For Educational Psychology and Research - Completed bachelor’s or master’s degree in psychology, education, or a related area. An applicant who does not have an undergraduate degree in education or psychology should have a minimum of 15 undergraduate credit hours in the behavioral sciences.
For School Psychology - Completed bachelor’s or master’s degree. School Psychology does not have a requirement for a specific undergraduate background.
At the first enrollment, a doctoral student reviews any previous graduate work with an advisor to identify any course work in which the student is deficient. Students holding master’s degrees in other areas should recognize that such course work may require up to a year to complete and, in some instances, must be taken before the actual doctoral course requirements.
See individual programs for specific admission requirements and deadlines.
Submit your graduate application online.
The admission deadline is December 15 to begin course work in the following summer or fall.
Required Admission Materials
- Graduate application and application fee. See Admission in the Graduate Studies section of the online catalog.
- 1 copy of official transcripts of all previous college work, sent directly to Graduate Studies. The original transcript is forwarded to the School of Education to complete licensing and/or certification paperwork.
- GRE (general test) scores: Institution code, R6871; Major Field code, 3406. The GRE should have been taken within five years of the application date, and scores should typically equal or exceed the 50th percentile.
- Letter of intent.
- 3 letters of recommendation from people who can assess the applicant’s prospects for completing the program.
The doctoral program adheres to a scientist-practitioner model of training. Doctoral study extends the student's applied, research, and teaching skills. Research skills are described under Doctor of Philosophy with a Major in Education. Completion of the program typically requires 4 years of full-time study followed by a full year of internship.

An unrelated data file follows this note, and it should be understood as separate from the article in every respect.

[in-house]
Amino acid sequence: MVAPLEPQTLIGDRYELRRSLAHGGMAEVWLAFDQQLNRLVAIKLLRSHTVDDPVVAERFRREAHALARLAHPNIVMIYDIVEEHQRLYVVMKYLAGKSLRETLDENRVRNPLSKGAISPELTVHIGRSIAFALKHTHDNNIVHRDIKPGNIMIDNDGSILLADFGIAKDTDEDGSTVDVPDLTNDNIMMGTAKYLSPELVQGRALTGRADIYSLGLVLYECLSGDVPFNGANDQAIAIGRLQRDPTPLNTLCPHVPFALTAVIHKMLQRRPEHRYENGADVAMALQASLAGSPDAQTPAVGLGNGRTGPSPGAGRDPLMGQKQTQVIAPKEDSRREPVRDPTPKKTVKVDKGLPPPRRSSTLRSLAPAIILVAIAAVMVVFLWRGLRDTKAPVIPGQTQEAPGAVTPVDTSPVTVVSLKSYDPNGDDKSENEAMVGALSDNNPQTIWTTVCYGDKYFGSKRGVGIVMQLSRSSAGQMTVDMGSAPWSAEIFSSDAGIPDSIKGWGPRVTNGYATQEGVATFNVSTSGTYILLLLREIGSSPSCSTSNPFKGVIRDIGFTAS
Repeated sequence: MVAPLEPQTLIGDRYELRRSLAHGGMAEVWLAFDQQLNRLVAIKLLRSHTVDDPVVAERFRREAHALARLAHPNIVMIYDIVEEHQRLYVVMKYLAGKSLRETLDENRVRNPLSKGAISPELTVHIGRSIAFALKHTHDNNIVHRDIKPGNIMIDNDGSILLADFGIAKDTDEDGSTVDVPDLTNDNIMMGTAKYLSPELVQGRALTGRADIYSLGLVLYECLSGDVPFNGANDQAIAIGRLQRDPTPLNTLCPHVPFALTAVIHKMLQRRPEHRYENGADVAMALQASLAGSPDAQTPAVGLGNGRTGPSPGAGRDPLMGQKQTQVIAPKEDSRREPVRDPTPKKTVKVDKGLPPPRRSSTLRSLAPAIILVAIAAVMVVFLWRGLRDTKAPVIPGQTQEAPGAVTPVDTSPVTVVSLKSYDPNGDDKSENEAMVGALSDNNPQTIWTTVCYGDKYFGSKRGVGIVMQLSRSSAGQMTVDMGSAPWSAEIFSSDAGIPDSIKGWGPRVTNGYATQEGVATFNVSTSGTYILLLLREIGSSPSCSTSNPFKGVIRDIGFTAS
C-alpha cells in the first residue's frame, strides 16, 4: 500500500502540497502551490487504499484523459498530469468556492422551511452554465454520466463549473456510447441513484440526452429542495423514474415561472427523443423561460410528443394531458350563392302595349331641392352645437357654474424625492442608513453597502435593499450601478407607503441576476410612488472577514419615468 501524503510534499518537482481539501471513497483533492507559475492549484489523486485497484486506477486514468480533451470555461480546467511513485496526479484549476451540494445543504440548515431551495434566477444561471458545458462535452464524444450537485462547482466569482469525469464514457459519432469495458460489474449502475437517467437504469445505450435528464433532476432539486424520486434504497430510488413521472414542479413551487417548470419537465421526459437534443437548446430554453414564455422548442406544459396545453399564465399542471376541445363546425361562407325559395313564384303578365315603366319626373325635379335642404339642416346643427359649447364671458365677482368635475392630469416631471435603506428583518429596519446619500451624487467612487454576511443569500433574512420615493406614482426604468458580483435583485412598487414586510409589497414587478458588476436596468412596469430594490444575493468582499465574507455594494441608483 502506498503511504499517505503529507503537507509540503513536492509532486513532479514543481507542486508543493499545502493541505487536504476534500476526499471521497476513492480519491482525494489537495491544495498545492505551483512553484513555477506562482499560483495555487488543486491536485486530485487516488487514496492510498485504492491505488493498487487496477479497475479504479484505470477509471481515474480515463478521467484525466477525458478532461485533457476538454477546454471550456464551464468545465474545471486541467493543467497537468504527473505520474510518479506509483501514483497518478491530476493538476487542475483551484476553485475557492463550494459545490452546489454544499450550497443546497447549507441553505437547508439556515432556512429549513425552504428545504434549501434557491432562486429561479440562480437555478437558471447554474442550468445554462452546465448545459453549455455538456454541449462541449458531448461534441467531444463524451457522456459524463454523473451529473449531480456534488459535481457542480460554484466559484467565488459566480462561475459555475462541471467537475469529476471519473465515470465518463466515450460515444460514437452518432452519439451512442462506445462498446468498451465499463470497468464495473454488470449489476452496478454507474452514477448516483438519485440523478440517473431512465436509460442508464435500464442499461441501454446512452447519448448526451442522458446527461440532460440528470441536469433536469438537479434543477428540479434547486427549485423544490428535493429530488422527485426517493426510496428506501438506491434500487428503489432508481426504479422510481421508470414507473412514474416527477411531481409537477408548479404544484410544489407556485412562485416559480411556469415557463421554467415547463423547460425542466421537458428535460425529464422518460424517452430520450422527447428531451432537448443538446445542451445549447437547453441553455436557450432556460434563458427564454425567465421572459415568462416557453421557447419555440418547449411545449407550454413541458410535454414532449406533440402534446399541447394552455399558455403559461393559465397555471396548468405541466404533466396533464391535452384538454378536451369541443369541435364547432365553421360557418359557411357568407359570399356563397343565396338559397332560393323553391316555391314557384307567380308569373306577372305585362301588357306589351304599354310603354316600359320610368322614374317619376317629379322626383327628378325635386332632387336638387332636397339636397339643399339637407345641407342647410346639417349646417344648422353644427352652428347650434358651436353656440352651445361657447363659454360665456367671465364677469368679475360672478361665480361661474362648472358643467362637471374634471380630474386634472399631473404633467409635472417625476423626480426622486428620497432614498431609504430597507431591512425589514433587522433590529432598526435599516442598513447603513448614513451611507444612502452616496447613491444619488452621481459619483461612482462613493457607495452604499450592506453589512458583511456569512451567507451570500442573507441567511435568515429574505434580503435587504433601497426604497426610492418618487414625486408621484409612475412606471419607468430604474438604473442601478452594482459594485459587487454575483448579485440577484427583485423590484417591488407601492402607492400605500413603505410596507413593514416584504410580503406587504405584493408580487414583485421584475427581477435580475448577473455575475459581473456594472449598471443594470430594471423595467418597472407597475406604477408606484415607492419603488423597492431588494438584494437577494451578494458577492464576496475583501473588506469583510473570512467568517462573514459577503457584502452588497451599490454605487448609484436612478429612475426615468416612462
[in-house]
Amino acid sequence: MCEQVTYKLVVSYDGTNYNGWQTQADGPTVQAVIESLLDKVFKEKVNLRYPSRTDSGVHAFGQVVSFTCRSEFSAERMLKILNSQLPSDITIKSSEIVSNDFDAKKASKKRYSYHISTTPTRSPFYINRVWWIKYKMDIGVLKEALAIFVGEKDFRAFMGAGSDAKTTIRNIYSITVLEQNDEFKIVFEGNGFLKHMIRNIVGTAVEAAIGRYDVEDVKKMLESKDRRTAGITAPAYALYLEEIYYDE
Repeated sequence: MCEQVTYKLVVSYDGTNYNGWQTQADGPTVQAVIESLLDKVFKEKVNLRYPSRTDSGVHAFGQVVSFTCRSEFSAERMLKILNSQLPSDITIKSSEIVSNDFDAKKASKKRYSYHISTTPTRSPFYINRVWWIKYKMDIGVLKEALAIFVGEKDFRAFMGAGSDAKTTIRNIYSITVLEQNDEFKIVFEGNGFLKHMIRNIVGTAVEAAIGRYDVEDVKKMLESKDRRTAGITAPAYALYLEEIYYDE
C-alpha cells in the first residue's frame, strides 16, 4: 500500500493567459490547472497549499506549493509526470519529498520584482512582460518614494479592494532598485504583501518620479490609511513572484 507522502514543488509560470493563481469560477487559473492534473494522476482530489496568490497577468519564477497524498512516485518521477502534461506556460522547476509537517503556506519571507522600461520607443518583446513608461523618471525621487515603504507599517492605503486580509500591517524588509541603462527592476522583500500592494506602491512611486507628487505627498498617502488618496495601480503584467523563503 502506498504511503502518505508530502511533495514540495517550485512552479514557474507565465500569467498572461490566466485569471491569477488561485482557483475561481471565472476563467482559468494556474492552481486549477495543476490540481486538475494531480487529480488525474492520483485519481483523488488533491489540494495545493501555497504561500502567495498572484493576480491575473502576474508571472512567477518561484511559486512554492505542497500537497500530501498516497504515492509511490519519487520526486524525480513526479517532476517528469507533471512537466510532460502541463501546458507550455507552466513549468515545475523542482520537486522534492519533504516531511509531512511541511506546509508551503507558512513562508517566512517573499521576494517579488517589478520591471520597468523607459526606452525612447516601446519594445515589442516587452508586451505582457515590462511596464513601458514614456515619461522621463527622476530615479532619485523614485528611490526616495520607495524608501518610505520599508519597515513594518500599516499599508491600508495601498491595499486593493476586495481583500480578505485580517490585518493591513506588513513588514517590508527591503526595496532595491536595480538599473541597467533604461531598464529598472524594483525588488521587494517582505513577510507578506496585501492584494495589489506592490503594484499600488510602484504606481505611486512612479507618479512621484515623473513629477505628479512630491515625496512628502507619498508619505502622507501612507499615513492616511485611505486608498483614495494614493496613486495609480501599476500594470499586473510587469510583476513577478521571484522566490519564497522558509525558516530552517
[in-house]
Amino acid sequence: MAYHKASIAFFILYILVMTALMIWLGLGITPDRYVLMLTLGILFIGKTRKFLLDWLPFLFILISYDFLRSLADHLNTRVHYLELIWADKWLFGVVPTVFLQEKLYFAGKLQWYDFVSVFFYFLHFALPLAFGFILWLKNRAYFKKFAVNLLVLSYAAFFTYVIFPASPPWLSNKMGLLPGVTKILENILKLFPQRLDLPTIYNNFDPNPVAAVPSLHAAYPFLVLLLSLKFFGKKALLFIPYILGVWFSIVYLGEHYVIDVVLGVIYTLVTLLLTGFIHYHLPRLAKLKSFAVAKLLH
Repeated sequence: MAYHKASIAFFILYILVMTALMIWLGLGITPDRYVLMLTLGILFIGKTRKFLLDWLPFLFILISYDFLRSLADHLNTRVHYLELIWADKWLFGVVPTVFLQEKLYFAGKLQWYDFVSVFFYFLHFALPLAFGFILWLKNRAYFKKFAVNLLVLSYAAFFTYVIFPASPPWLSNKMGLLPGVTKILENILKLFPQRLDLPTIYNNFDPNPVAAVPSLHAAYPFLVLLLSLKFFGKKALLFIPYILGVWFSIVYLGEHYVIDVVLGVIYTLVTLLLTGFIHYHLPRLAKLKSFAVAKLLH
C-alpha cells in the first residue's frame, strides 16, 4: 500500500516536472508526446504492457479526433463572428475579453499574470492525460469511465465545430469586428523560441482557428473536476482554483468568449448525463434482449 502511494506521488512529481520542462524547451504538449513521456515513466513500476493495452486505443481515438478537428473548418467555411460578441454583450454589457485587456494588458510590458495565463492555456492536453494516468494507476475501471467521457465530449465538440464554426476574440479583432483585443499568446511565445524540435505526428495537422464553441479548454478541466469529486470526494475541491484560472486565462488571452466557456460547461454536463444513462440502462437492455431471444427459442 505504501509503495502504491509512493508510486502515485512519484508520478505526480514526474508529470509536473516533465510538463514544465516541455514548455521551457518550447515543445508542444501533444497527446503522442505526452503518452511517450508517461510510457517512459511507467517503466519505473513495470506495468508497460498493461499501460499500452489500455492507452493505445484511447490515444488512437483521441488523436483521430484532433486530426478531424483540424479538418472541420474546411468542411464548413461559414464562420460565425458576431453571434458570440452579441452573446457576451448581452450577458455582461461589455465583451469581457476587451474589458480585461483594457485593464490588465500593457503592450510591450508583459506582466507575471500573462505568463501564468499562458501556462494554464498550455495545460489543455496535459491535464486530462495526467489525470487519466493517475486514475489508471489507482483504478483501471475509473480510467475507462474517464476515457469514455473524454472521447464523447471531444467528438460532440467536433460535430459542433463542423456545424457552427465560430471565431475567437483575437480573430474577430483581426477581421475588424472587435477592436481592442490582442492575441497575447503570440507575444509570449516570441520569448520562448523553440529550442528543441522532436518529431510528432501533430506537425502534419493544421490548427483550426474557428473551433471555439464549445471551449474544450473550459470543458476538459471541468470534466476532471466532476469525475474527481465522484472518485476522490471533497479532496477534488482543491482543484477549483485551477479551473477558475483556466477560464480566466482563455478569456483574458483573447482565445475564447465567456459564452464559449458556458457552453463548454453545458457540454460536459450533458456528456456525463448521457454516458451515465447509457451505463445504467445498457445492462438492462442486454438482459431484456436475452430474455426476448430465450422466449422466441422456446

|EPSY 715||3||EPSY 760||3|
|EPSY 770||3||EPSY 835||3|
|EPSY 798 (Applied Behavior Analysis & Evidence-Based Interventions in School Psychology)||3||EPSY 860||3|
|EPSY 805||3||EPSY 965 (EPSY 901 Research Practicum)||3|
|EPSY 901||2||EPSY 901||2|
|Total Hours 28|
|EPSY 710||3||PSYC 961||3||Social Basis of Behavior Elective (PSYC 774 or PSYC 775)||3|
|EPSY 711||1||EPSY 705||3||EPSY 798 (Consultation Systems & Program Evaluation)||3|
|Elective: Research Skills (EPSY 803, EPSY 811, EPSY 812, EPSY 816, EPSY 822, EPSY 905**, EPSY 906, EPSY 922, EPSY 926, PSYC 887, or ABSC 735)||3||EPSY 807||3|
|EPSY 855||3||EPSY 865||3|
|EPSY 901||2||EPSY 901||2|
|Total Hours 32|
|SPED 725||3||EPSY 902||3||EPSY 880||3|
|EPSY 810||3||EPSY 910||3||EPSY 921||3|
|EPSY 947||2||EPSY 911||3|
|EPSY 975||3||Elective: Research Skills (EPSY 803, EPSY 811, EPSY 812, EPSY 816, EPSY 822, EPSY 905***, EPSY 906, EPSY 922, EPSY 926, PSYC 887, or ABSC 735)||3|
|Elective: Research Skills (EPSY 803, EPSY 811, EPSY 812, EPSY 816, EPSY 822, EPSY 905**, EPSY 906, EPSY 922, EPSY 926, PSYC 887, or ABSC 735)||3||EPSY 947||2|
|Total Hours 36|
|EPSY 875||3||EPSY 999||6||EPSY 999||6|
|ELPS 830||3||EPSY 995||3|
|Total Hours 24|
|EPSY 999||6||EPSY 992||2||EPSY 992||2|
|Total Hours 10|
Timing of Comprehensive Exams.
Given the timing of internship placements through the national match process, School Psychology and Counseling Psychology Ph.D. students may be allowed to take comprehensive exams with up to 6 hours of non-required coursework remaining, so long as the remaining courses are not considered part of the research skills requirement or part of the program core that will be the subject of examination. These remaining hours can count towards the required 18 post-comp hours although students are still required to enroll in dissertation hours.